The Essential Aquarium, aka #HemdalTip
24 Dec, 2015
It can often take thousands of words to express a single technical idea, as authors want to ensure that no reader will fail to understand the intended message.
However, we know that people online tend to read in “sound bites,” and they may often ignore longer text.
Here I am setting out to experiment with the notion of presenting things I’ve learned and what I believe are valuable aquarium ideas as “microblog” entries or Twitter tweets, less than 140 characters, while avoiding “txtspk”.
Writing just the essentials is not conducive to the author being paid by the word! It is however, a good exercise for verbose writers such as me.
The format we will follow is: Each key message or Topic in bold, with the take-home facts or advice presented in brief, telegraphic form. The topics will be alphabetized.
Beware of a fish that is “ADR” (Ain’t Doin Right). If you see ANY change in behavior something may be wrong; pay close attention. #HemdalTip
Marine fish can be acclimated quickly to lower specific gravity, but must be acclimated much slower if it is being raised. #HemdalTip
Acclimation for temperature alone is pointless if it takes longer than 15 minutes. Salinity & pH changes are much more critical. #HemdalTip
Don’t pour live baby brine shrimp through a dry net, used a submerged one to keep them from being damaged. #HemdalTip
Activated carbon has been shown in two formal studies to cause Head and Lateral Line Erosion (HLLE) in susceptible marine fishes. #HemdalTip
Chloroquine dosed at 8 to 15 mg/l is a good treatment for Cryptocaryon, but it will kill many invertebrates and all algae. #HemdalTip
Feed the fish, not the aquarium. Uneaten food may mean you are overfeeding, or the fish are ill, and are not feeding properly. #HemdalTip
Always be on the lookout for an outbreak of Uronema while running a hyposalinity (low salinity) treatment for Cryptocaryon. #HemdalTip
Iodized salt can be used in freshwater aquariums just like non-iodized–despite what we’ve all been told for the last 50+ years! #HemdalTip
All fish will jump out of an aquarium under certain circumstances; even cowfish can dry dock themselves. #HemdalTip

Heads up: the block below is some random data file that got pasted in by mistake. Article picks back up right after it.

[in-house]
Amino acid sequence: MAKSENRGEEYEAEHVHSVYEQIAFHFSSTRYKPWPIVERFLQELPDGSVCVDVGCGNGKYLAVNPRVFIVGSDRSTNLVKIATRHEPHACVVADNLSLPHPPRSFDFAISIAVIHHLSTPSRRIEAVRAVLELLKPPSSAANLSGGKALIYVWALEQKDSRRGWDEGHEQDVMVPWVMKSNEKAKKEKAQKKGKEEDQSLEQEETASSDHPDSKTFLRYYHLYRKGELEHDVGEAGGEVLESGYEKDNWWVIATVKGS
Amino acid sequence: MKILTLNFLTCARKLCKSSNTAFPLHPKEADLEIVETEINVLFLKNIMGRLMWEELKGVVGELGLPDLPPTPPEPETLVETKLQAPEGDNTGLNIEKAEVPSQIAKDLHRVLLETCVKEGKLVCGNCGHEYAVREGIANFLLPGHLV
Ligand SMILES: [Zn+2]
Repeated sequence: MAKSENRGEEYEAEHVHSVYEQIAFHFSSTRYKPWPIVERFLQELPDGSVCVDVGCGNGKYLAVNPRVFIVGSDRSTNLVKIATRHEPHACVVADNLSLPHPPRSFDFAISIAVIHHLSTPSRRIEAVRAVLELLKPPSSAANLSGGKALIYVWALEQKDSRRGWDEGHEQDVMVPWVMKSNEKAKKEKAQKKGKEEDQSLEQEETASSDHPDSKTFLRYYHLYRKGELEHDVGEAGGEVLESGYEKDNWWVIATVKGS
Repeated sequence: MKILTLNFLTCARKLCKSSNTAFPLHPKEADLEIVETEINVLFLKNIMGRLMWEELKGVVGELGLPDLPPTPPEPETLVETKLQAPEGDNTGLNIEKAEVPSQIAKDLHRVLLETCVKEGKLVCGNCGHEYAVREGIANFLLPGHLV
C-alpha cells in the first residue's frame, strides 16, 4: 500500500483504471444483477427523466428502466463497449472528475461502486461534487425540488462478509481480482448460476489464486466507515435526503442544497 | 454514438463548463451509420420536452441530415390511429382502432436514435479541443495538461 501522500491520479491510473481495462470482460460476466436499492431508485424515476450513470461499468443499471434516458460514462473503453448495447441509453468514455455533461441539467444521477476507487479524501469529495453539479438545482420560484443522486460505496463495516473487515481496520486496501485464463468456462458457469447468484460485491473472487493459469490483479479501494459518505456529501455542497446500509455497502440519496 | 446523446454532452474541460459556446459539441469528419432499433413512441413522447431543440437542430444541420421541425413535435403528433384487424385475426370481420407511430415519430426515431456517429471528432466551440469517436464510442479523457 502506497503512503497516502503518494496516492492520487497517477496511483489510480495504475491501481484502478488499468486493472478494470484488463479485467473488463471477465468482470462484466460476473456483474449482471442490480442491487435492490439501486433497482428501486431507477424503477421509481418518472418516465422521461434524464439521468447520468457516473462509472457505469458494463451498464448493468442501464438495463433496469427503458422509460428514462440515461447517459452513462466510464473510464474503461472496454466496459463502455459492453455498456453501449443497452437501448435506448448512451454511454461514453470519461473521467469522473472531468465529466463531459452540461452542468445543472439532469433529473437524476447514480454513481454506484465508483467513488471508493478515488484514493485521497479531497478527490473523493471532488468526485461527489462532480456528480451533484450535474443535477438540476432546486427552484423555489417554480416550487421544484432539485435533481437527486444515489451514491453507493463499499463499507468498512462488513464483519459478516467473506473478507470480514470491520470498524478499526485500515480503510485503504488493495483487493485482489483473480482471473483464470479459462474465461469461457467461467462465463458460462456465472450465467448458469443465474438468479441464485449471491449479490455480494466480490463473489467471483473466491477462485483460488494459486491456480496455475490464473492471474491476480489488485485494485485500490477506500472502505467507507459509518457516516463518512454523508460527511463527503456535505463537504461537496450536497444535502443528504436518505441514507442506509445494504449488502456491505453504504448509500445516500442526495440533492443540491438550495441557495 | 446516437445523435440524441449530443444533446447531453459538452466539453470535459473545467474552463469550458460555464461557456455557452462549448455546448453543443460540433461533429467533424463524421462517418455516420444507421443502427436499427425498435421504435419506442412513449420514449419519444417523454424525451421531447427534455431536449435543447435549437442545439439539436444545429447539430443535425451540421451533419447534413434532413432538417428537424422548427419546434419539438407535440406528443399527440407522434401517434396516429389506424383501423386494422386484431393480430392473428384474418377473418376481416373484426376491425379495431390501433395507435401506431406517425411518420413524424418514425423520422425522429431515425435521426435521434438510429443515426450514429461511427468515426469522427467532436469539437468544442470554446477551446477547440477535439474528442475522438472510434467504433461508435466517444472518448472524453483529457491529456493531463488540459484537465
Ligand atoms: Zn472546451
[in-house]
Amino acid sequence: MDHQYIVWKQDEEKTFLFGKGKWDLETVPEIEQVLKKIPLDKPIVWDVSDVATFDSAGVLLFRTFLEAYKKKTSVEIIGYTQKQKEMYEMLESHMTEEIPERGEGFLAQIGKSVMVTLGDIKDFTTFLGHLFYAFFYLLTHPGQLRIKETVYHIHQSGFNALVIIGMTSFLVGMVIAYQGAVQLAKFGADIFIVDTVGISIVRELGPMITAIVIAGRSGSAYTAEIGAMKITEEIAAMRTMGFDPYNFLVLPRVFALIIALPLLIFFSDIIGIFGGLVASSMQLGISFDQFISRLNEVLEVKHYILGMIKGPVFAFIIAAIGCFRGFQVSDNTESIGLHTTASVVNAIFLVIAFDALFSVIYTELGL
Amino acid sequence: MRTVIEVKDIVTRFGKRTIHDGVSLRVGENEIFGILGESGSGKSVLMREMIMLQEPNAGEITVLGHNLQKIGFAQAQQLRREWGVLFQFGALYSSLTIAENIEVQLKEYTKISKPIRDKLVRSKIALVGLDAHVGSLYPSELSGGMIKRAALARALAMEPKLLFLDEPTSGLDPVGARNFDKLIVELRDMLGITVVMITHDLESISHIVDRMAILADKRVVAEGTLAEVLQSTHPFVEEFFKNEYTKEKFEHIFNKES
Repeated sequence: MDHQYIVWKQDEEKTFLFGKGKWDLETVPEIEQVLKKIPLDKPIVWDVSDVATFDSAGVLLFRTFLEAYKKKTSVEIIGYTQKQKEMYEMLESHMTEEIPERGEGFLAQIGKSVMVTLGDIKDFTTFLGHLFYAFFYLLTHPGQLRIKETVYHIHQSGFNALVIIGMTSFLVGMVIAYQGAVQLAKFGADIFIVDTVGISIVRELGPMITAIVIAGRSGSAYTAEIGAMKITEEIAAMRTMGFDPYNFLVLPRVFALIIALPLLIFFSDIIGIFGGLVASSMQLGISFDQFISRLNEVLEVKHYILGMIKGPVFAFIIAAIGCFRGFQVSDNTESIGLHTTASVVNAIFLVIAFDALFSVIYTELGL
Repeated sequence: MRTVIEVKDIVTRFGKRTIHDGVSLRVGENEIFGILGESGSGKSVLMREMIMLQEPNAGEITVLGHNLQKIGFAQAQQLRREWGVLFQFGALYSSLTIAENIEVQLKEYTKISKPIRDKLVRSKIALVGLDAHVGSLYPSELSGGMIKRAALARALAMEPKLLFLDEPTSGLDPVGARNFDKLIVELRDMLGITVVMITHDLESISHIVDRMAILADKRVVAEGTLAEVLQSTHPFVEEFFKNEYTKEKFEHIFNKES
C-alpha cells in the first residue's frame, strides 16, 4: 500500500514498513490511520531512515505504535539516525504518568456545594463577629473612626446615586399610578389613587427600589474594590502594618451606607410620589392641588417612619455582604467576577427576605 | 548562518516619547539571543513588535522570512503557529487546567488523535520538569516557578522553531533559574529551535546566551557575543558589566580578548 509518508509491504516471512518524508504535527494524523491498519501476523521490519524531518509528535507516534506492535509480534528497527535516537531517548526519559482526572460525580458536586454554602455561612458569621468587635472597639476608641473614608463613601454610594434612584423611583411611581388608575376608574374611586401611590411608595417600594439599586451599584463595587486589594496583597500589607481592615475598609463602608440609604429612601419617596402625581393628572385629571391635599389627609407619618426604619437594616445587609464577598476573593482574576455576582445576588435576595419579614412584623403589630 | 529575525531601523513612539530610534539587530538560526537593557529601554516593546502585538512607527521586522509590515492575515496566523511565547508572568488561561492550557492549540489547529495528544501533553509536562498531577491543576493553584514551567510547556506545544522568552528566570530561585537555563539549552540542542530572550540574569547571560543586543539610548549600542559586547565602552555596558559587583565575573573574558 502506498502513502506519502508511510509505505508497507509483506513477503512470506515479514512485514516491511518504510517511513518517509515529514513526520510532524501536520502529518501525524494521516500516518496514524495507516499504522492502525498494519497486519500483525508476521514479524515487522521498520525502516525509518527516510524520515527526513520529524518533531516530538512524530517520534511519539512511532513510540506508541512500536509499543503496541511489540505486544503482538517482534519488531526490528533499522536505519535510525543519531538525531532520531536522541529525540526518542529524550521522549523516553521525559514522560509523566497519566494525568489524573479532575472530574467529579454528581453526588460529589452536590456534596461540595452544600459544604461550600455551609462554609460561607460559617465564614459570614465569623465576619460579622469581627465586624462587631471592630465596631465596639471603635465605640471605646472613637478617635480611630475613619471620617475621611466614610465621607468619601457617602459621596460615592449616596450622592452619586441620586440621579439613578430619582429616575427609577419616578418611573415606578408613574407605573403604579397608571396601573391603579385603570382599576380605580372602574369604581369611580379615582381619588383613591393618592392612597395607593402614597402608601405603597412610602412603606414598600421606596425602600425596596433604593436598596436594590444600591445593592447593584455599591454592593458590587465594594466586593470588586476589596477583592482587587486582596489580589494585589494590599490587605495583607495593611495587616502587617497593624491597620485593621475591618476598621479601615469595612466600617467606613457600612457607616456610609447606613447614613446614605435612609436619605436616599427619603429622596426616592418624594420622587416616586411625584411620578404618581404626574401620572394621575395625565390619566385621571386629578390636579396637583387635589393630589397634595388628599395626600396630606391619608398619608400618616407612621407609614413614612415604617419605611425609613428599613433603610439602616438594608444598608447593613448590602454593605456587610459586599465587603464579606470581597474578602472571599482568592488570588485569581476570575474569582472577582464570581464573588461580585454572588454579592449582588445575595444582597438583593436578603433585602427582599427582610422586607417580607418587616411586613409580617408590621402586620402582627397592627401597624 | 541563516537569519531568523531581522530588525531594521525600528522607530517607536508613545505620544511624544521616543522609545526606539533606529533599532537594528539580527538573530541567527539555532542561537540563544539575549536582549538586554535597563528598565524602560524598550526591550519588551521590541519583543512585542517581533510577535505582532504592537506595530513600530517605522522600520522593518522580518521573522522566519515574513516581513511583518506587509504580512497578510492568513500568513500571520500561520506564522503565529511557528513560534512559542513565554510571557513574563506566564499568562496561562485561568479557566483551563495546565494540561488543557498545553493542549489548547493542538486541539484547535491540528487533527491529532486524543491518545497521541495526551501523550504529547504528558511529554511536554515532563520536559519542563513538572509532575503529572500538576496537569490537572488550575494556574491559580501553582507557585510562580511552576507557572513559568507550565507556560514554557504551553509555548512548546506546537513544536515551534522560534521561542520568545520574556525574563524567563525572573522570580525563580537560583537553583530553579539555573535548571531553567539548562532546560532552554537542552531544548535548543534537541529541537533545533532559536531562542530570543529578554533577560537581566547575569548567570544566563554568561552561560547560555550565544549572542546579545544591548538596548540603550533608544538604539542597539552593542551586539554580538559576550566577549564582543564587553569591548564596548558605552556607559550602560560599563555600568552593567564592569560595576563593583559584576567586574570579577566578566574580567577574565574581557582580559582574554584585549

Measuring watts of light per gallon of tank volume doesn’t work; compare watts per square foot of tank surface instead. #HemdalTip
Because our pupils contract, the human eye is not a good tool to measure light intensity – light meters work better! #HemdalTip
Moribund fish lying on the bottom, almost never recover. Catch the issue before then; first symptom is usually lack of appetite. #HemdalTip
Fish TB, Mycobacterium marinum isn’t rare, most fish don’t die from it until late in life, usually attributed to “old age.” #HemdalTip
Many older fish have fatty liver disease that can cause lethargy, ascites and anemia. There is no cure for this issue. #HemdalTip
Avoid small Paracanthurus hepatus tangs: if they get too thin, it is VERY difficult to get them back into good condition. #HemdalTip
One solution to pollution is dilution. It ALWAYS works, with ALL pollutants and is proportional to the amount of water changed. #HemdalTip
Quarantine new fish in a separate tank for at least 45 days to minimize the risk of introducing a disease into your aquarium. #HemdalTip
Some fish seem to do very well in captivity at first, but often soon die from unknown causes: Rhinopias, frogfish, & trunkfish. #HemdalTip
Unlike mammals, fish rarely get a benign itch; if they are scratching (flashing), it is almost always a sign of a disease. #HemdalTip
Water temperature change is not as important as you might think; fish can swim happily through a 10-degree F. thermocline. #HemdalTip
Don’t keep cool-water fish at higher-than-normal temperatures in the vain hope they will adapt. Nature will prove you wrong. #HemdalTip
Green Chromis or wrasse with red sores is often caused by the protozoan Uronema, and not an injury or bacterial disease #HemdalTip
Don’t accidentally compare volume to a linear measurement. Twenty 1-inch fish may fit in your tank, while one 20-inch fish may not! #HemdalTip